In times such as these, it is temping to look to jobs that are deemed to be “recession proof.” This idea is catered to by the media and reinforced by the fear of unemployment. It is understandable but dangerous. While there are jobs that are not reliant on the spending ability of others, and therefore less susceptible to economic downturn, it is important not to shape your career aspirations around the “hot fields” of the time. That strategy tends to have the same success rate as fad dieting.

To begin with, ever heard of the terms bear and bull markets? Econ 101 tells us the market follows a cyclical pattern. If you let fear be the motivation behind your career decisions, you may find yourself in an unhappy situation when the danger leaves and your motivation disappears with it.

In addition, these careers often require technical training. According to and Time magazine, the top recession proof jobs are in health care and tech. No matter what level you enter in either of these fields, some level of expertise and training is necessary. This means investing time and money – on top of your undergraduate education – into a career that you may not even want.

An alternative strategy to surviving a recession – one that has a better chance of making you happy in the long run – is making yourself indispensable to an employer. If you do not yet have a job, this means proving to the employer that your undergraduate education has given you the skills necessary to be a professional.

The best time to do this is during the interviewing process. Prepare, prepare, prepare, and when you are done preparing, make sure to prepare. This tried and true advice goes beyond informing yourself about the company and practicing your answers. You need to take stock of the first impression you make and how you present yourself. You may have a darn good example of the last time you faced an obstacle in the work place, but if it is interlaced with ums and likes, self-consciousness, or arrogance, it more than likely will not matter. For information on how to prepare, please visit the Career Center website, or make an appointment at the Career Center by e-mail or phone (920)832-6561.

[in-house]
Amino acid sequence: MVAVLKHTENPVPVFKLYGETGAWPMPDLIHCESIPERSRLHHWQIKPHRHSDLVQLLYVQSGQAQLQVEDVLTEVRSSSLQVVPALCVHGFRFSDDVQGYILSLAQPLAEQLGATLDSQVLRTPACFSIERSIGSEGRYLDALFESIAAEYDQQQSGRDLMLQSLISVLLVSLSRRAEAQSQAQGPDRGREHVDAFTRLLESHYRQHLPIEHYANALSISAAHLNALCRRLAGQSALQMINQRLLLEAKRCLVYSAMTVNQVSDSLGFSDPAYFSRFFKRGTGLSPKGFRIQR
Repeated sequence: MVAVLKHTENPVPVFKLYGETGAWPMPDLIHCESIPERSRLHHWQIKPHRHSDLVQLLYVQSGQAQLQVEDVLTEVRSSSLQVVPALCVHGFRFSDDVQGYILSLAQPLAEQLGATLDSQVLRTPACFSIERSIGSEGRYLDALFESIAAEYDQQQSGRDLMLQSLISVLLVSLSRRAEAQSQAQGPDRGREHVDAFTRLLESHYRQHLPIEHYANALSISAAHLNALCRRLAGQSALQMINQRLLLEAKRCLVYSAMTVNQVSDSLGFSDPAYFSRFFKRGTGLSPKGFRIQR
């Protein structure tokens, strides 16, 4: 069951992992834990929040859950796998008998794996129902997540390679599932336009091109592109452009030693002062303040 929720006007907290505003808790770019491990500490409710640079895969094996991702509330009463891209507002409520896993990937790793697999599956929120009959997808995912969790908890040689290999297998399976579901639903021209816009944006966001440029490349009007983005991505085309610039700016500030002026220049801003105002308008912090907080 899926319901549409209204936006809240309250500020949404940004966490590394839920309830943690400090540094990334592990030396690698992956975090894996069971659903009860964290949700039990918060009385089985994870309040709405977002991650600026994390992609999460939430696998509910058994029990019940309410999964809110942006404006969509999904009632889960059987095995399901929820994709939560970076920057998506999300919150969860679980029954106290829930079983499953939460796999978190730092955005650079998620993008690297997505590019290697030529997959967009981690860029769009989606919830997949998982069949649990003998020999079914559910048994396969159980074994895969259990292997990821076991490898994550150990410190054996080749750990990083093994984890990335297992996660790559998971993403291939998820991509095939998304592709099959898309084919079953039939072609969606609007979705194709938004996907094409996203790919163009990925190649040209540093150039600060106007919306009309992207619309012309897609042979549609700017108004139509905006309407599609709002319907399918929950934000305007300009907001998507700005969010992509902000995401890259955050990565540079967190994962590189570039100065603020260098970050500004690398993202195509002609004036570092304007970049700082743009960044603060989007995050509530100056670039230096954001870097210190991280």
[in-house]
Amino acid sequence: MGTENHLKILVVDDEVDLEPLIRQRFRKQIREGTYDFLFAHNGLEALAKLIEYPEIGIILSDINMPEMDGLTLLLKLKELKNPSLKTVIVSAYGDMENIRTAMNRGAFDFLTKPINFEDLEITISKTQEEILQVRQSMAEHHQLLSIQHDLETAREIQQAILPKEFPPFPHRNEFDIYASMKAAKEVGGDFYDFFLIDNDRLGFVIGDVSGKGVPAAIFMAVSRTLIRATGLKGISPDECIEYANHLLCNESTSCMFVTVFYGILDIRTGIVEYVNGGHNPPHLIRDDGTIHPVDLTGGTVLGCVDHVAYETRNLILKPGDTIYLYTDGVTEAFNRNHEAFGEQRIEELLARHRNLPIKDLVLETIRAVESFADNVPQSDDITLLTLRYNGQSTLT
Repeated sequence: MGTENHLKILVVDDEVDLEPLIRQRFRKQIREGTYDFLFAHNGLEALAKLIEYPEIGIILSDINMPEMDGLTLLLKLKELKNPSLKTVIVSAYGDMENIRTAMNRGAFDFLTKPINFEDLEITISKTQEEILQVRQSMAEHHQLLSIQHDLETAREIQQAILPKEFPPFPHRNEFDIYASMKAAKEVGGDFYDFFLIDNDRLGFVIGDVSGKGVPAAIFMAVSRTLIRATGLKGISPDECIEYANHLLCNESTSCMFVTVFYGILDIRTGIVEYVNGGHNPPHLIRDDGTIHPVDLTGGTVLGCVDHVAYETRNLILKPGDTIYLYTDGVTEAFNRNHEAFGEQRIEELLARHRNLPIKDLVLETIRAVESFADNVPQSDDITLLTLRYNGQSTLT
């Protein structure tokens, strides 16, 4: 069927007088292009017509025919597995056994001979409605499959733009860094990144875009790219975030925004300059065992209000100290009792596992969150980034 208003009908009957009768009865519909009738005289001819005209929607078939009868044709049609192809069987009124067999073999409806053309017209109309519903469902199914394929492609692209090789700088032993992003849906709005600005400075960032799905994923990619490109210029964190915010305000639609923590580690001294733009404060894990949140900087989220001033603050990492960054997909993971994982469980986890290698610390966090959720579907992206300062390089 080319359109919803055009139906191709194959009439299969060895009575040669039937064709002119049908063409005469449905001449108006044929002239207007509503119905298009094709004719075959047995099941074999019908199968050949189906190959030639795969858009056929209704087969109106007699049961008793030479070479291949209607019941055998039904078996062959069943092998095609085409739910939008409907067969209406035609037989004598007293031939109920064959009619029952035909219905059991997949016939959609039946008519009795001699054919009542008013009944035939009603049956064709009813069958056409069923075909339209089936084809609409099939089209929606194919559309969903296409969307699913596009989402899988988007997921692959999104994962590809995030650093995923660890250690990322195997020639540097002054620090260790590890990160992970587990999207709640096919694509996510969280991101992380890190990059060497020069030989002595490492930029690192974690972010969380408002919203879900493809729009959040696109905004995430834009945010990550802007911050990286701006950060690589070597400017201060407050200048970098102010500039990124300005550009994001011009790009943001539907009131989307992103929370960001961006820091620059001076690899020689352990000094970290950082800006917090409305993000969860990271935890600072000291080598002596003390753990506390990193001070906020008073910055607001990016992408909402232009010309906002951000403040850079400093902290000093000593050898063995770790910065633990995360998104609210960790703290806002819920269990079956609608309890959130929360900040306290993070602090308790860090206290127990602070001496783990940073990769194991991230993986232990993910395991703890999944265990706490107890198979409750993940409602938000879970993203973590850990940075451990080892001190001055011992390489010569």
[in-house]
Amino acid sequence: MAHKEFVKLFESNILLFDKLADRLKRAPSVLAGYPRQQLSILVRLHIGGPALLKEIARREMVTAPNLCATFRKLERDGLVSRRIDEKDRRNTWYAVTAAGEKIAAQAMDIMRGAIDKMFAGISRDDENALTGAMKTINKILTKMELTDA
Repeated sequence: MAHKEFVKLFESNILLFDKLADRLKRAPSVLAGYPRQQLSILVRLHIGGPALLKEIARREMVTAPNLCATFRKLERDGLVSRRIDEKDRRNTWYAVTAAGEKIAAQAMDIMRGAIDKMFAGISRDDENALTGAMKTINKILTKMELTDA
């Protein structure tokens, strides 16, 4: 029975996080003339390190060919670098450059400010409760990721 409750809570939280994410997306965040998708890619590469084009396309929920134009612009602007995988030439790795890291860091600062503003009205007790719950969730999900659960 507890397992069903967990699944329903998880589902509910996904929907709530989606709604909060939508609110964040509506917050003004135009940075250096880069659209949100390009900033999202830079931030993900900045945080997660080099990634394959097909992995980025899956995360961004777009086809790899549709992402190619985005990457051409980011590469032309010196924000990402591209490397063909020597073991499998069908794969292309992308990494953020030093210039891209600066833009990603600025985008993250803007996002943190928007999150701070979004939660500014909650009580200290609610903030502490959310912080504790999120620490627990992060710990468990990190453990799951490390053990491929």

Nailing the interview will exponentially increase your chances of landing a job, but it does not end there. Once you have a job, find your niche. Recognize the central mission of the company and align yourself with it. Focus on keeping your skills up-to-date, relevant, and ahead of the pack. That way, if it comes time to downsize, your boss will look elsewhere. Rather than the job being recession proof, you become recession proof.

Hopefully. However, it is always best to prepare for the worst case scenario, which is where everyone’s favorite activity, networking, comes in to play. This is just as true when the economy is booming, but becomes exponentially more important when it is busting: the easiest way to get a job is to use your contacts. Of course that means you first need to get contacts. Never pass up an opportunity to meet someone new in your field. Whether you are not currently looking for a job or do not see the immediate connection between someone and a job, get their business card anyway – and while you do that, firmly shake their hand, look them in the eye, and reciprocate with your own business card. Also keep in mind all of the contacts you may already have and work on keeping up your relationship with them. For example, after you leave Lawrence routinely check back in with your professors and keep them informed on what you are doing. Professors tend to do a lot of networking and have contacts throughout academia as well as in the professional world. You never know when they will be able to point you in the right direction.

*To access the Career Center’s advice on networking, please use the following link: